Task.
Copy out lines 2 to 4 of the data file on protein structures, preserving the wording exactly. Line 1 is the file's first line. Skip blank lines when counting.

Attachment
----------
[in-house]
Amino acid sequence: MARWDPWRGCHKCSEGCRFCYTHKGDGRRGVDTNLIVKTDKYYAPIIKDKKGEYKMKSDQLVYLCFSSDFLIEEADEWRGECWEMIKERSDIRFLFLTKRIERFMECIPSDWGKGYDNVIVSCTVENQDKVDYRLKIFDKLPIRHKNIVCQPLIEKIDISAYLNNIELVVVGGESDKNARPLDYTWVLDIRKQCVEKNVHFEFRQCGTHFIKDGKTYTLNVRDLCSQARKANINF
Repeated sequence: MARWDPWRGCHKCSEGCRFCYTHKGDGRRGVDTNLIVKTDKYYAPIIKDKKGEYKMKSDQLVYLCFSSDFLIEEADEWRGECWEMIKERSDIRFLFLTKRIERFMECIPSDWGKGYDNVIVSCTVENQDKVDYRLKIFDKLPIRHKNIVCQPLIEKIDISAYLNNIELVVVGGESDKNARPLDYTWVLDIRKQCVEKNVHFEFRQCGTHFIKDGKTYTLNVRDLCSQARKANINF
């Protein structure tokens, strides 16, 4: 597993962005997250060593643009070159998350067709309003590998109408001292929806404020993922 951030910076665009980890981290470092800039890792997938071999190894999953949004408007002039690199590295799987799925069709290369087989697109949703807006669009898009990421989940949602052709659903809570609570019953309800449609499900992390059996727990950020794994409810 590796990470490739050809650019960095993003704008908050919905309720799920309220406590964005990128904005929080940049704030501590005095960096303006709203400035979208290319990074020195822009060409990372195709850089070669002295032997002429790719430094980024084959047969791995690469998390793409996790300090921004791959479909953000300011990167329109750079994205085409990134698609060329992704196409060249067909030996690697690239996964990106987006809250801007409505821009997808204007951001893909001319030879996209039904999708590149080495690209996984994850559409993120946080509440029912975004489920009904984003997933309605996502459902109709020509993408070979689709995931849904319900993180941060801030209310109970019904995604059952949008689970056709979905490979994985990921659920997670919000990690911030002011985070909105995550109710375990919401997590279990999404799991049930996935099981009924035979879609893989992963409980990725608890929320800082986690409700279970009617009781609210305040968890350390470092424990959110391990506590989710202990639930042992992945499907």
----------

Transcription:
Amino acid sequence: MARWDPWRGCHKCSEGCRFCYTHKGDGRRGVDTNLIVKTDKYYAPIIKDKKGEYKMKSDQLVYLCFSSDFLIEEADEWRGECWEMIKERSDIRFLFLTKRIERFMECIPSDWGKGYDNVIVSCTVENQDKVDYRLKIFDKLPIRHKNIVCQPLIEKIDISAYLNNIELVVVGGESDKNARPLDYTWVLDIRKQCVEKNVHFEFRQCGTHFIKDGKTYTLNVRDLCSQARKANINF
Repeated sequence: MARWDPWRGCHKCSEGCRFCYTHKGDGRRGVDTNLIVKTDKYYAPIIKDKKGEYKMKSDQLVYLCFSSDFLIEEADEWRGECWEMIKERSDIRFLFLTKRIERFMECIPSDWGKGYDNVIVSCTVENQDKVDYRLKIFDKLPIRHKNIVCQPLIEKIDISAYLNNIELVVVGGESDKNARPLDYTWVLDIRKQCVEKNVHFEFRQCGTHFIKDGKTYTLNVRDLCSQARKANINF
């Protein structure tokens, strides 16, 4: 597993962005997250060593643009070159998350067709309003590998109408001292929806404020993922 951030910076665009980890981290470092800039890792997938071999190894999953949004408007002039690199590295799987799925069709290369087989697109949703807006669009898009990421989940949602052709659903809570609570019953309800449609499900992390059996727990950020794994409810 590796990470490739050809650019960095993003704008908050919905309720799920309220406590964005990128904005929080940049704030501590005095960096303006709203400035979208290319990074020195822009060409990372195709850089070669002295032997002429790719430094980024084959047969791995690469998390793409996790300090921004791959479909953000300011990167329109750079994205085409990134698609060329992704196409060249067909030996690697690239996964990106987006809250801007409505821009997808204007951001893909001319030879996209039904999708590149080495690209996984994850559409993120946080509440029912975004489920009904984003997933309605996502459902109709020509993408070979689709995931849904319900993180941060801030209310109970019904995604059952949008689970056709979905490979994985990921659920997670919000990690911030002011985070909105995550109710375990919401997590279990999404799991049930996935099981009924035979879609893989992963409980990725608890929320800082986690409700279970009617009781609210305040968890350390470092424990959110391990506590989710202990639930042992992945499907």